Lit Alerts'June 2022

Published date01 July 2022
Subject MatterIntellectual Property, Copyright, Patent, Trade Secrets
Law FirmArnold & Porter
AuthorMr John D. Lombardo, David J. Weiner, Mohamed Al-Hendy, Kathleen P. Duffy and Kathleen M. McCarte

Trade Secrets: UTSA Preempts Tort Claims Based on Same Factual Allegations

The Delaware Superior Court held in June 2022 that Utah's Uniform Trade Secrets Act (UTSA) preempted tortious interference with contractual relations claims based on the same set of facts as a UTSA claim. In Pascal Metrics, Inc. v. Health Catalyst, Inc., Pascal alleged it developed algorithm-based products to detect health events. Pascal required all employees to sign confidentiality agreements to protect this technology. After Health Catalyst hired three Pascal employees, Pascal filed suit for misappropriation of trade secrets and tortious interference with contractual relations. Health Catalyst moved to dismiss the tortious interference claim arguing it was preempted by the UTSA.

Under Utah law, the UTSA 'preempts conflicting tort, restitutionary, and other law[s] [of Utah] providing civil remedies for misappropriation of a trade secret [and preempts] any state law claim that is based on allegations of misuse of confidential information, regardless of whether the claim contains additional, separate allegations.' Giles Const., LLC v. Tooele Inventory Sol., Inc., 2015 WL 3755863, at *6 (D. Utah). Pascal argued that the UTSA does not affect contractual remedies and that tortious interference is a 'secondary means to vindicate contract rights against those not in privity on the contract.' The court rejected this argument and dismissed the tort claims, holding that 'Pascal's claim for tortious interference [wa]s based upon the same facts as the allegations of misappropriation of trade secrets.'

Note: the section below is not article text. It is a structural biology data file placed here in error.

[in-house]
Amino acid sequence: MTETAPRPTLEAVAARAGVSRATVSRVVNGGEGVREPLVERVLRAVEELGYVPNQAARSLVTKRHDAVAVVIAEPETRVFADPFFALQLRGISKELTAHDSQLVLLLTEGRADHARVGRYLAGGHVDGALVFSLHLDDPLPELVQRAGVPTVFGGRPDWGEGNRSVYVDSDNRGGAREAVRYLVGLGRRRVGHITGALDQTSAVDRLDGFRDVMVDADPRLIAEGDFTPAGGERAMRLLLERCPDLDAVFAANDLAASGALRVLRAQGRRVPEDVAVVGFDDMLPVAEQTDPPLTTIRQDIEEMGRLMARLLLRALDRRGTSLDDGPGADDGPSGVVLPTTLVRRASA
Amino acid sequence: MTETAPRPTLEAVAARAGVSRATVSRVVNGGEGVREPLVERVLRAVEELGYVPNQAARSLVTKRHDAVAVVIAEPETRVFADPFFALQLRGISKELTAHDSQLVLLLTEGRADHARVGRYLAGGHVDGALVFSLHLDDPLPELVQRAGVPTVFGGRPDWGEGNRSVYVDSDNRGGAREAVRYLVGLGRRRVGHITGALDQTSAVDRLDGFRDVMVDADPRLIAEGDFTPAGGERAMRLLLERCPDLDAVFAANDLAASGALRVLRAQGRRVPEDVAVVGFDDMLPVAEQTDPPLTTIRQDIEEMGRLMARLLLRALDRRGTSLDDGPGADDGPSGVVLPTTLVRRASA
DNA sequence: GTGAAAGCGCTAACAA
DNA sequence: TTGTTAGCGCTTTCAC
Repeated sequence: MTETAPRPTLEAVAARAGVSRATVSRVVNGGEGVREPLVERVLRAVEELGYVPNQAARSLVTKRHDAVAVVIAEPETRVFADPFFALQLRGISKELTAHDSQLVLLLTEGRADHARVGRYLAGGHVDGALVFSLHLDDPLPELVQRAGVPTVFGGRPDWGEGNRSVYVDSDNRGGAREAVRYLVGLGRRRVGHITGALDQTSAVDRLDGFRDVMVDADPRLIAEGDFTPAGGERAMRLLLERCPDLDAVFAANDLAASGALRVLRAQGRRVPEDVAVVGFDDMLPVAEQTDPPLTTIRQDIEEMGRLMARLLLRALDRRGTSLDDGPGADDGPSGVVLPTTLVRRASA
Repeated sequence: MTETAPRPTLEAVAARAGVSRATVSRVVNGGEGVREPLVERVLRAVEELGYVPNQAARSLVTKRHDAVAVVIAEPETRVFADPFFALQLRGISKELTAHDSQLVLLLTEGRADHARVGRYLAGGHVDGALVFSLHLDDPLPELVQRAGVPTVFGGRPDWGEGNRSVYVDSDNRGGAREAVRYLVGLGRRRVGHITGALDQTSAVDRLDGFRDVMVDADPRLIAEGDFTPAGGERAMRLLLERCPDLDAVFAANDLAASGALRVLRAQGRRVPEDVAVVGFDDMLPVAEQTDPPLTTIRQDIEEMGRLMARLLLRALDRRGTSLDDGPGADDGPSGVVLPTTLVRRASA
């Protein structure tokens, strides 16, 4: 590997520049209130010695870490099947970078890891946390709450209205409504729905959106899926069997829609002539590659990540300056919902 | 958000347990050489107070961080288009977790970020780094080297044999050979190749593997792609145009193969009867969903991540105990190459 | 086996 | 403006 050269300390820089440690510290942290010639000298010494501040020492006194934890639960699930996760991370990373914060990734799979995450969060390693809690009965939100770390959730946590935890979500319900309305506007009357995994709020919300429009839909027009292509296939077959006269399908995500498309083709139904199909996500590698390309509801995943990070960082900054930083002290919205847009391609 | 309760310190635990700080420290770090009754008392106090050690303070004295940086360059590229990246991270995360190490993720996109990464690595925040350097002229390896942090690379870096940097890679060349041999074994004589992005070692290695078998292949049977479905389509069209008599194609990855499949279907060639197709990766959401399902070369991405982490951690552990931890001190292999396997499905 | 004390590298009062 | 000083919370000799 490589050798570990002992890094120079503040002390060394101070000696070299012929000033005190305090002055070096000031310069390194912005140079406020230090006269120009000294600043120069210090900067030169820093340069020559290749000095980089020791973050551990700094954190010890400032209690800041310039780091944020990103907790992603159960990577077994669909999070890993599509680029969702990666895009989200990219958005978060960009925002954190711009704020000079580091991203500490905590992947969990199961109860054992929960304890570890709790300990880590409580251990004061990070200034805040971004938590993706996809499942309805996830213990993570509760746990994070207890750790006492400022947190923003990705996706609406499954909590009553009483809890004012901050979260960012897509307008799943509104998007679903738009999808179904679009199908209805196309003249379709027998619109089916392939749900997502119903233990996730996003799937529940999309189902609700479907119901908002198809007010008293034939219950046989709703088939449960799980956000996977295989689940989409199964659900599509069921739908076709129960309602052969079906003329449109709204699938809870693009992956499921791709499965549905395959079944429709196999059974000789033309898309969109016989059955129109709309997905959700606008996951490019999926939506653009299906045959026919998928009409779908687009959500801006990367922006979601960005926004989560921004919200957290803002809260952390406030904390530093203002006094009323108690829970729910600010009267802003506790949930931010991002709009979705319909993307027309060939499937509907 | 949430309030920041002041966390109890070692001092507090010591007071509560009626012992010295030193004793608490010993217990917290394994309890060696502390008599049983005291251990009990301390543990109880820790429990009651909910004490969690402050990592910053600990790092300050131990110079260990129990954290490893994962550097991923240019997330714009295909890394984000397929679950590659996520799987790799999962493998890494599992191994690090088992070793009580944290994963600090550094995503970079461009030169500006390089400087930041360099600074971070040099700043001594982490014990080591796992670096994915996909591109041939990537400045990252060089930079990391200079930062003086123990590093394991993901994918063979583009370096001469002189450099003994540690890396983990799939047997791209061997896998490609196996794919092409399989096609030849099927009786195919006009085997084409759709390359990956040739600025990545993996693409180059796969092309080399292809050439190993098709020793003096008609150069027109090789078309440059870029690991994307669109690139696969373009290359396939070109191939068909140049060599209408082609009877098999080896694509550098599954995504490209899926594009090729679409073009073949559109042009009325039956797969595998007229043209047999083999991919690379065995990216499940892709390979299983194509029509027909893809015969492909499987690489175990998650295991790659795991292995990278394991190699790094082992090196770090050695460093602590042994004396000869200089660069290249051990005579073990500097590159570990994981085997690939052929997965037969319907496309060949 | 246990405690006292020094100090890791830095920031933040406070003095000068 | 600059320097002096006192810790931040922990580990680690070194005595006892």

Patents: Federal Circuit Overrules PTAB's Invalidation of Expired Patent on Mootness Grounds

In June 2022, a split panel of the US Court of Appeals for the Federal Circuit vacated the Patent Trial and Appeal Board's rejection of claims in a power converter patent because the patent had expired before the Board made a final determination. In 2011, after SynQor filed a patent infringement action in the US District Court for the Eastern District of Texas, Vicor requested inter partes reexamination of several asserted patents including the patent at issue, US Patent No. 7,272,021. The Patent and Trademark Office granted Vicor's request, and the examiner rejected all challenged claims including two claims that SynQor sought to add during the reexamination process. After several appeals, the '021 patent expired in January 2018, before the Board issued its remand decision. Unaware the patent had...

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